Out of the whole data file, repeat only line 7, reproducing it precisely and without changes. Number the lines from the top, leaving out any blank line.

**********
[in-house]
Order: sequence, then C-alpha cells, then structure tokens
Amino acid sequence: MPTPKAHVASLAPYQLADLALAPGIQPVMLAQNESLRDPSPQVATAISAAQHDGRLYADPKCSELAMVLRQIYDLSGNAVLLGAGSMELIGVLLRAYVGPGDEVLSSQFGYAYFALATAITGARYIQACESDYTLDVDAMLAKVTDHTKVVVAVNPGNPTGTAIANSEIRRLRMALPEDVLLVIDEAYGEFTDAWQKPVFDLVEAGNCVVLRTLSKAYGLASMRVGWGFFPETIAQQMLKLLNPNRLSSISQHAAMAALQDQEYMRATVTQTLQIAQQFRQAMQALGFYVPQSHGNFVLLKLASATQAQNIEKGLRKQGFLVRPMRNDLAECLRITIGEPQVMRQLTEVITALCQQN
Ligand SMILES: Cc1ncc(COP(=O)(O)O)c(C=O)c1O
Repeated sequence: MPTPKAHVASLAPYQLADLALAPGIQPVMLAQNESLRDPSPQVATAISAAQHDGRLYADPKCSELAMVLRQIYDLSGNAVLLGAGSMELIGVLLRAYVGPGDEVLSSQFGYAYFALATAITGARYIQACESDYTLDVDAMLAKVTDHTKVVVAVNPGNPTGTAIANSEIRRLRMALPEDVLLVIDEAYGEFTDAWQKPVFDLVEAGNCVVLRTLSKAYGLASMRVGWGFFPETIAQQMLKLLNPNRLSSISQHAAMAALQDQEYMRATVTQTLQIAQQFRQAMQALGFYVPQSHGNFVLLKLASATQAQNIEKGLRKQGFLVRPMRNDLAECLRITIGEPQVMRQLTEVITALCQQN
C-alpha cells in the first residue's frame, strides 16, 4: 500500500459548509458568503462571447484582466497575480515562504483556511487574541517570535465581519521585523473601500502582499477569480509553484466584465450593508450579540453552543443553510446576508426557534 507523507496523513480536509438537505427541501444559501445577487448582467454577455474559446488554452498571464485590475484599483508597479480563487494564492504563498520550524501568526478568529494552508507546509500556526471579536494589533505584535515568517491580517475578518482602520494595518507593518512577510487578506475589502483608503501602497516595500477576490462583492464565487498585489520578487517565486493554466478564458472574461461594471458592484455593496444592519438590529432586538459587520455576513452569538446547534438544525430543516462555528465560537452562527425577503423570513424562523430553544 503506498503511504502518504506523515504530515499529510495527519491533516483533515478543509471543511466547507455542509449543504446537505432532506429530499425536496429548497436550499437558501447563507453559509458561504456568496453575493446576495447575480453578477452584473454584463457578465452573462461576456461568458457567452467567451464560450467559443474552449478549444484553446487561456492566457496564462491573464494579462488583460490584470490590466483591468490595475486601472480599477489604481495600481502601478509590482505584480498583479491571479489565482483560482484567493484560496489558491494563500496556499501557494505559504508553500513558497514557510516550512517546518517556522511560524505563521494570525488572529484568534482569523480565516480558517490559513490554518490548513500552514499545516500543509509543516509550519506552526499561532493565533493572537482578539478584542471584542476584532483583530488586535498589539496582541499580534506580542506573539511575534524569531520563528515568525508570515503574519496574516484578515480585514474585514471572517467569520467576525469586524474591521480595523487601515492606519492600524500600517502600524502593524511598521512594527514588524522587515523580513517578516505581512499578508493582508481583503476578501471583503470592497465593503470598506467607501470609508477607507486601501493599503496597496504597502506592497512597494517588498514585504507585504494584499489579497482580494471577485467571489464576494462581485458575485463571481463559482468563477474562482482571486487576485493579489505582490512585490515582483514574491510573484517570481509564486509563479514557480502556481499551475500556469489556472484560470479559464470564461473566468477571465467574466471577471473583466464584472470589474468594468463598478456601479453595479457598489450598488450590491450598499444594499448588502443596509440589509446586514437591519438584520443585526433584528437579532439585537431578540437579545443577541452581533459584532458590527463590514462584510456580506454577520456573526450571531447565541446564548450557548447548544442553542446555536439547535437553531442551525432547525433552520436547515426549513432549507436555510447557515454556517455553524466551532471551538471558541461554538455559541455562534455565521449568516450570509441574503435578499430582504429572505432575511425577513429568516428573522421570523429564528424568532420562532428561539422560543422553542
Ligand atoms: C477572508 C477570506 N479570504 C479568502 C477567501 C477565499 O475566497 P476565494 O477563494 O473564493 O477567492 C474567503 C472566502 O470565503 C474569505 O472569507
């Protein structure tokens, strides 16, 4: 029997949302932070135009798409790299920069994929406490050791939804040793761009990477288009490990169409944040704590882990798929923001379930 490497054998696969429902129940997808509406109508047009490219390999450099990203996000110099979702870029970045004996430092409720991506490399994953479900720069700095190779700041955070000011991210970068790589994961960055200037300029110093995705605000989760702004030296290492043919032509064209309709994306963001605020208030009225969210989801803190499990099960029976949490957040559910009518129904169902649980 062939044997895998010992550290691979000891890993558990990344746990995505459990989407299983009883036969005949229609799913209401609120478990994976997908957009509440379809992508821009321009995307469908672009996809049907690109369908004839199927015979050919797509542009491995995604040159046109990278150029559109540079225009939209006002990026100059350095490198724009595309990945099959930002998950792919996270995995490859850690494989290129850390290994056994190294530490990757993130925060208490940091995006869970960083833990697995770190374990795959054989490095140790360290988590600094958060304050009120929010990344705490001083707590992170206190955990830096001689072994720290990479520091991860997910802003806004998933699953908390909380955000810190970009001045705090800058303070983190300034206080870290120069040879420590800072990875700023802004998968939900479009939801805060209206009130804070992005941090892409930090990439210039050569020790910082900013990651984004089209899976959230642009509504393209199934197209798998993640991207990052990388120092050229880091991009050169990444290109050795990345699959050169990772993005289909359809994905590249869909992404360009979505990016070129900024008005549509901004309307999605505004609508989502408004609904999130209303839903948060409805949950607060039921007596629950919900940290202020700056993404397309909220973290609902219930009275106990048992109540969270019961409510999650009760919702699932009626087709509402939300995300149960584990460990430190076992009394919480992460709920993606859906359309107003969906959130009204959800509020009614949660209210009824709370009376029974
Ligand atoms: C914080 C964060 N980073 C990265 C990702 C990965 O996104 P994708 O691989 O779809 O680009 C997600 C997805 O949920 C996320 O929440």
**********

Ligand atoms: C477572508 C477570506 N479570504 C479568502 C477567501 C477565499 O475566497 P476565494 O477563494 O473564493 O477567492 C474567503 C472566502 O470565503 C474569505 O472569507